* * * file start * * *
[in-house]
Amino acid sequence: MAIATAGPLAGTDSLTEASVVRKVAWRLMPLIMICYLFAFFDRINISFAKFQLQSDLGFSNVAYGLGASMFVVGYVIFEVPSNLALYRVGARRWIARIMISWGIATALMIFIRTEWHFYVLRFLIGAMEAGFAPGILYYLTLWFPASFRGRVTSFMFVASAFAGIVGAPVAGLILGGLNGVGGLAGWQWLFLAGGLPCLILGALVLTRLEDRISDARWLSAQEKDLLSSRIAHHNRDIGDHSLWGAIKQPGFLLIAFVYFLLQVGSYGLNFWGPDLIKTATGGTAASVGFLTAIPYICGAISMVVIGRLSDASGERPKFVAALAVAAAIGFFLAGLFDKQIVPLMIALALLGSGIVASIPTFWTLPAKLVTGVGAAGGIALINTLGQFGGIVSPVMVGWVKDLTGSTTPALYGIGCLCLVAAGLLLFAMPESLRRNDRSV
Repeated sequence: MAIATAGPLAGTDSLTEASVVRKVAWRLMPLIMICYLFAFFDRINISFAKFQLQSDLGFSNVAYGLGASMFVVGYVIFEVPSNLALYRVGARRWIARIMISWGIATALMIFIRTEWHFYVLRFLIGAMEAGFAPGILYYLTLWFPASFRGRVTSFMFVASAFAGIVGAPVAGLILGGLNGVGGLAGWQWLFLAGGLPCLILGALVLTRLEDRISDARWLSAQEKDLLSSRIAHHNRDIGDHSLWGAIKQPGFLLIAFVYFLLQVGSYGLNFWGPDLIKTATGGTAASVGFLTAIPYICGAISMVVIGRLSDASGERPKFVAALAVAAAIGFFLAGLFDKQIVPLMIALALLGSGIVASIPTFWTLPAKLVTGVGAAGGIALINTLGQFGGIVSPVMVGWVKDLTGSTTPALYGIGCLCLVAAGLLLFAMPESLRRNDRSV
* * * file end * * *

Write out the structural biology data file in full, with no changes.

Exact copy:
[in-house]
Amino acid sequence: MAIATAGPLAGTDSLTEASVVRKVAWRLMPLIMICYLFAFFDRINISFAKFQLQSDLGFSNVAYGLGASMFVVGYVIFEVPSNLALYRVGARRWIARIMISWGIATALMIFIRTEWHFYVLRFLIGAMEAGFAPGILYYLTLWFPASFRGRVTSFMFVASAFAGIVGAPVAGLILGGLNGVGGLAGWQWLFLAGGLPCLILGALVLTRLEDRISDARWLSAQEKDLLSSRIAHHNRDIGDHSLWGAIKQPGFLLIAFVYFLLQVGSYGLNFWGPDLIKTATGGTAASVGFLTAIPYICGAISMVVIGRLSDASGERPKFVAALAVAAAIGFFLAGLFDKQIVPLMIALALLGSGIVASIPTFWTLPAKLVTGVGAAGGIALINTLGQFGGIVSPVMVGWVKDLTGSTTPALYGIGCLCLVAAGLLLFAMPESLRRNDRSV
Repeated sequence: MAIATAGPLAGTDSLTEASVVRKVAWRLMPLIMICYLFAFFDRINISFAKFQLQSDLGFSNVAYGLGASMFVVGYVIFEVPSNLALYRVGARRWIARIMISWGIATALMIFIRTEWHFYVLRFLIGAMEAGFAPGILYYLTLWFPASFRGRVTSFMFVASAFAGIVGAPVAGLILGGLNGVGGLAGWQWLFLAGGLPCLILGALVLTRLEDRISDARWLSAQEKDLLSSRIAHHNRDIGDHSLWGAIKQPGFLLIAFVYFLLQVGSYGLNFWGPDLIKTATGGTAASVGFLTAIPYICGAISMVVIGRLSDASGERPKFVAALAVAAAIGFFLAGLFDKQIVPLMIALALLGSGIVASIPTFWTLPAKLVTGVGAAGGIALINTLGQFGGIVSPVMVGWVKDLTGSTTPALYGIGCLCLVAAGLLLFAMPESLRRNDRSV